Desk of the Future Helps Kids Learn Better in School (with Video)
Do you remember young spock learning in a full-immersion multi-media isolation pod in the movie Star Trek (2009)? Did it make you wonder how classrooms will look in our future?
Researchers on the SynergyNet project at Durham University are studying the future of classroom technology: for now it looks like giant networked, interactive iPads sure to keep the attention of the next generation. You can see the SynergyNet system in action in the video: students collaborate around a multi-touch, interactive table big enough to easily accomodate 4 to 6 students sharing ideas. The desks are networked so that teachers can send data from one group of students to another student desk, so the kids can build on each others' ideas, or to the big screen at the front of the room for a moderated discussion.
Don't My Kids Spend Enough Time with Electronics Already?
Video: SynergyNet on YouTube
The technology engages childrens' attention and the teamwork helps ensure they are not isolated by immersion in electronic devices (after all, we want to raise socially competent young humans, not Vulcans). Lead researcher, Professor Liz Burd, describes the results observed:
We found our tables encouraged students to collaborate more effectively. We were delighted to observe groups of students enhancing others’ understanding of mathematical concepts. Such collaboration just did not happen when students used paper-based approaches.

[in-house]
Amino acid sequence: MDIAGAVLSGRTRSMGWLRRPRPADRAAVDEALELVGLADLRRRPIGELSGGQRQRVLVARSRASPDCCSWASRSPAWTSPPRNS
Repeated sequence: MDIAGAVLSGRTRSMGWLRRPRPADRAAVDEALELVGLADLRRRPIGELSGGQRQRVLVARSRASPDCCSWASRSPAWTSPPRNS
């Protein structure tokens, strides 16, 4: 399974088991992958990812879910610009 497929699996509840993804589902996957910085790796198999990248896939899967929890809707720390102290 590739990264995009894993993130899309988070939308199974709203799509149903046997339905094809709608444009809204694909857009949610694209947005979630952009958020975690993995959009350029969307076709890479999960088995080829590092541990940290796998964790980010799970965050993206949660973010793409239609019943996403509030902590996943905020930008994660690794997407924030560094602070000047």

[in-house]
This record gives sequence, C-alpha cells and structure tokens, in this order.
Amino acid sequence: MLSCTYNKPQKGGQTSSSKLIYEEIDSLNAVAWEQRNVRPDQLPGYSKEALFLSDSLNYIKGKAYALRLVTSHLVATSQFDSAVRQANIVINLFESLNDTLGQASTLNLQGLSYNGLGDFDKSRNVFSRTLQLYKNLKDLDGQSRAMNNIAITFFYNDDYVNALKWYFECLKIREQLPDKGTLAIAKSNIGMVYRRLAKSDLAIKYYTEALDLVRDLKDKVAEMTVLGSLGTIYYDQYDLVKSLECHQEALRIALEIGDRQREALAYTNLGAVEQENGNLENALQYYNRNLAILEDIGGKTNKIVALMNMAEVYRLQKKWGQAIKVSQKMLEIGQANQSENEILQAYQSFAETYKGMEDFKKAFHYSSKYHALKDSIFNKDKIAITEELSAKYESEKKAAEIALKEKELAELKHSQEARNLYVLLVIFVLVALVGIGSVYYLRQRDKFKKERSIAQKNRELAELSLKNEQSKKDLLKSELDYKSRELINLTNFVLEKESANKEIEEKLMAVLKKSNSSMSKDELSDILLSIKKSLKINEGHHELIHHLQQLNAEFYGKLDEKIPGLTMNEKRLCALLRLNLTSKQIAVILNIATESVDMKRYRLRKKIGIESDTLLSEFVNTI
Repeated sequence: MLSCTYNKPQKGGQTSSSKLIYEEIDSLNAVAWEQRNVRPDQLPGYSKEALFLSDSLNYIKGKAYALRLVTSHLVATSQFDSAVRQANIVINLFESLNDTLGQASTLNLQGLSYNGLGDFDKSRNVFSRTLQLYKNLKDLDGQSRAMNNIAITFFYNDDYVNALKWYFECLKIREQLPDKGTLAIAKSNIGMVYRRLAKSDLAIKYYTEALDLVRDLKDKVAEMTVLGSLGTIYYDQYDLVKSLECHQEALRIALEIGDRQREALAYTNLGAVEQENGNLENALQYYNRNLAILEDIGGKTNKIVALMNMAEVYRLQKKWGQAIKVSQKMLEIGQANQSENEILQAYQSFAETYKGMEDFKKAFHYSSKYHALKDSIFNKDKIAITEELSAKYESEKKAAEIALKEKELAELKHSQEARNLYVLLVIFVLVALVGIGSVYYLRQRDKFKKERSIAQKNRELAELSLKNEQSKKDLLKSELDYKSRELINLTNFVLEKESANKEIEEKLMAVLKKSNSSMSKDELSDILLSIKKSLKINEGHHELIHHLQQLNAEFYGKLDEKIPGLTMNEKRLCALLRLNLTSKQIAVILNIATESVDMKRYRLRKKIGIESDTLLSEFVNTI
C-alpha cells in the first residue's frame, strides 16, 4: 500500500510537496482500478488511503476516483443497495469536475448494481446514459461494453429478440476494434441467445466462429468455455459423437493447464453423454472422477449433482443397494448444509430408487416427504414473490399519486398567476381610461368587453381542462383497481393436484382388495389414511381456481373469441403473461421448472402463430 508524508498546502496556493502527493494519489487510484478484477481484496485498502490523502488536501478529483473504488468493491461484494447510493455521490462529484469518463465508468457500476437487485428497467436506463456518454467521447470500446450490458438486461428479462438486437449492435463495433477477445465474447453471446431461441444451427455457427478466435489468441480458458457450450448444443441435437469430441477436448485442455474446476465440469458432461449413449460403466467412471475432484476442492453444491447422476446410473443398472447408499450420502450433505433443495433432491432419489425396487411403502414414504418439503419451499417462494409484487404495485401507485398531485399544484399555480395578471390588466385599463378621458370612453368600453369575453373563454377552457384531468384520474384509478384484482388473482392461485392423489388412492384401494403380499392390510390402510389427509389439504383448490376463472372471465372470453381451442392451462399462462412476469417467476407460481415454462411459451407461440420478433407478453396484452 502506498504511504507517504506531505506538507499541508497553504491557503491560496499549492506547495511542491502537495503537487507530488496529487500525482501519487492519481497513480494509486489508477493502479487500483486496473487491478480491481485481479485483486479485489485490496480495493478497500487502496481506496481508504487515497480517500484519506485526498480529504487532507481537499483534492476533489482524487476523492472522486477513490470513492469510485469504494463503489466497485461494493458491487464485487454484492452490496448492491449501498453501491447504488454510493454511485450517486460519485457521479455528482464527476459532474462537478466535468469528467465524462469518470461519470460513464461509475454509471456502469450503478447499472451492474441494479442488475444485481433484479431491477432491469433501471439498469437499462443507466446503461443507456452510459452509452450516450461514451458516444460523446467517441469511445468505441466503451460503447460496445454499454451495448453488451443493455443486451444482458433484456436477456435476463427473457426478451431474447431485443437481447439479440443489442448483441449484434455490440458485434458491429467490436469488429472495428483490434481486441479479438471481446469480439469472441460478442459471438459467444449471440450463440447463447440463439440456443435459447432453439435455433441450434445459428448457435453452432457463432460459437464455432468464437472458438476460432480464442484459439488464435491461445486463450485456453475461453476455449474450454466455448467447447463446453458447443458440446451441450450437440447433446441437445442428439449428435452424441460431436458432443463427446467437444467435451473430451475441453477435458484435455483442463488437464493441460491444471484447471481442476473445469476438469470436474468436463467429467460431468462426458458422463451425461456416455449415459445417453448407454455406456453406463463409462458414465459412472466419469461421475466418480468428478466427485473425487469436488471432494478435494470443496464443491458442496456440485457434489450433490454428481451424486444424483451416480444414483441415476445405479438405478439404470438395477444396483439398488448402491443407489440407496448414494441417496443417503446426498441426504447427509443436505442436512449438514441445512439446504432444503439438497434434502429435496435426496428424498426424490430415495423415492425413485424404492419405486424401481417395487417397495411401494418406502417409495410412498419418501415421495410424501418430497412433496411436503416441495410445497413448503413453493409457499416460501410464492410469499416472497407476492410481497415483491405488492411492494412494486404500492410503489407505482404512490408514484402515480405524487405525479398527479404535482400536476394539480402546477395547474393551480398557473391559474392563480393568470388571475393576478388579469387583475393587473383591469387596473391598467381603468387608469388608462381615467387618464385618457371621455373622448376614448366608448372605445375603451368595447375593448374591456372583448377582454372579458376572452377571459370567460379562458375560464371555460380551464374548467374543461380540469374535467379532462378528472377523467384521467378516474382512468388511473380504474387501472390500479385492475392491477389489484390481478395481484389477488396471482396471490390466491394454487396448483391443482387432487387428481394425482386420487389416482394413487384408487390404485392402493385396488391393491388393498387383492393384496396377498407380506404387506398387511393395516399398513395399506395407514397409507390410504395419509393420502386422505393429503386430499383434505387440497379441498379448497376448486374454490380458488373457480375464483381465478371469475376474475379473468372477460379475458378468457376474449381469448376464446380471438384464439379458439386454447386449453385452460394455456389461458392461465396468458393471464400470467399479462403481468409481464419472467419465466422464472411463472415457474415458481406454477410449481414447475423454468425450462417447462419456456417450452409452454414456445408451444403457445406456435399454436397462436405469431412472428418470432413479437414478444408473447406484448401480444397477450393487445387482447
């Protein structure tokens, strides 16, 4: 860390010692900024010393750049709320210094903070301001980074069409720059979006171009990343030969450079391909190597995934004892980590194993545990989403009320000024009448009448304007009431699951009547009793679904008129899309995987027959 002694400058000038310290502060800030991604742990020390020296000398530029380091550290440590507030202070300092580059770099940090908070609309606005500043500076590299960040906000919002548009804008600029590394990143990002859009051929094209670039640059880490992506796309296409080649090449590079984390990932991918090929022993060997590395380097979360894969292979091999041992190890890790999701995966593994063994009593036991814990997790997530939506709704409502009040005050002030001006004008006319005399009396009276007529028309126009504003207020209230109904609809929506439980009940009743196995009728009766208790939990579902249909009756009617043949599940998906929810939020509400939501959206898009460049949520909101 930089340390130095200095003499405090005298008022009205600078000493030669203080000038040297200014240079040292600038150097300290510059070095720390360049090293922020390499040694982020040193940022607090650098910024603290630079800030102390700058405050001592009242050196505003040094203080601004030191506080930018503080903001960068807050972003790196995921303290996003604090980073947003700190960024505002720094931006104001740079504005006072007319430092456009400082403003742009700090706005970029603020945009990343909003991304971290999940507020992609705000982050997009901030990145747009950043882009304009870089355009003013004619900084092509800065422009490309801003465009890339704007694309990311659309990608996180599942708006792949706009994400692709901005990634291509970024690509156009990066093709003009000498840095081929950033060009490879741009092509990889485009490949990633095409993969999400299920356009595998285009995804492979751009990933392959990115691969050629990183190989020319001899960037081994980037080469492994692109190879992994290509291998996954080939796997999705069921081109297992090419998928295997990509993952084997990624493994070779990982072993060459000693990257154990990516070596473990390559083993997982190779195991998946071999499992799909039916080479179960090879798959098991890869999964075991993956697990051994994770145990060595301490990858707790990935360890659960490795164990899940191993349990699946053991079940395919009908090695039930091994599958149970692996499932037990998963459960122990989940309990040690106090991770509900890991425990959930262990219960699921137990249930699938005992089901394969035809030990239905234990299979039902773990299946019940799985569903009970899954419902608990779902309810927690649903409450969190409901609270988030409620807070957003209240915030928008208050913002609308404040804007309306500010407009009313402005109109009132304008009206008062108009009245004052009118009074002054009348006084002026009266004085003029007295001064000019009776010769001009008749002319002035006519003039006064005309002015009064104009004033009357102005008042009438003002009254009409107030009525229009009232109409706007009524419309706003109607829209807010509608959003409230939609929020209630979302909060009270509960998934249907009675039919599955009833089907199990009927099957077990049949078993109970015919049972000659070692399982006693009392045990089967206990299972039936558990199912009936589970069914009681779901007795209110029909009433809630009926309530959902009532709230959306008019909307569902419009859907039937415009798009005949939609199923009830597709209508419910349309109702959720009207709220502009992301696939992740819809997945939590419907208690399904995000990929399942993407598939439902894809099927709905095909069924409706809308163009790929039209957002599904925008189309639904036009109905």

Keeping teachers' skills updated on how to manage and interact with students using the multi-touch desk of the future appears to be a challege -- but, of course, that challenge exists with paper and pencils as well. The cost of installing and maintaining the technology will certainly limit the speed of adoption, but the researchers note that even over the several years they have been working to develop the desks of the future, they have seen costs sink and reliability improve.
As more schools adopt technologies like the iPad for in-class learning, and even homeschoolers confront the iPad question, the multi-touch desk may be exactly what we need to get kids out of electronic isolation and into social learning supported by the computing advances that make the iPad so popular.
Better Learning Through Technology
It is hard to argue with good results. A three-year study involving over 400 students in the 8-10 year range indicates that students using the desks of the future outperform the students in traditional classrooms in both ability and flexibility with mathematics:
The team found that 45% of students who used NumberNet increased in the number of unique mathematical expressions they created after using NumberNet, compared to 16% of students in the traditional paper-based activity.
Moreover, the study shows that kids using the new learning tools can apply their knowledge with greater flexibility. This is one of the great hurdles in applying mathematical methods: students can learn many different mathematical "tools" simply by repeatedly practicing them. But when confronted with a real-life problem, a professional must open that toolbox, and know which tool to choose for solving the problem at hand. Using flexibility in the application of learned math skills demonstrates mastery of the concepts.
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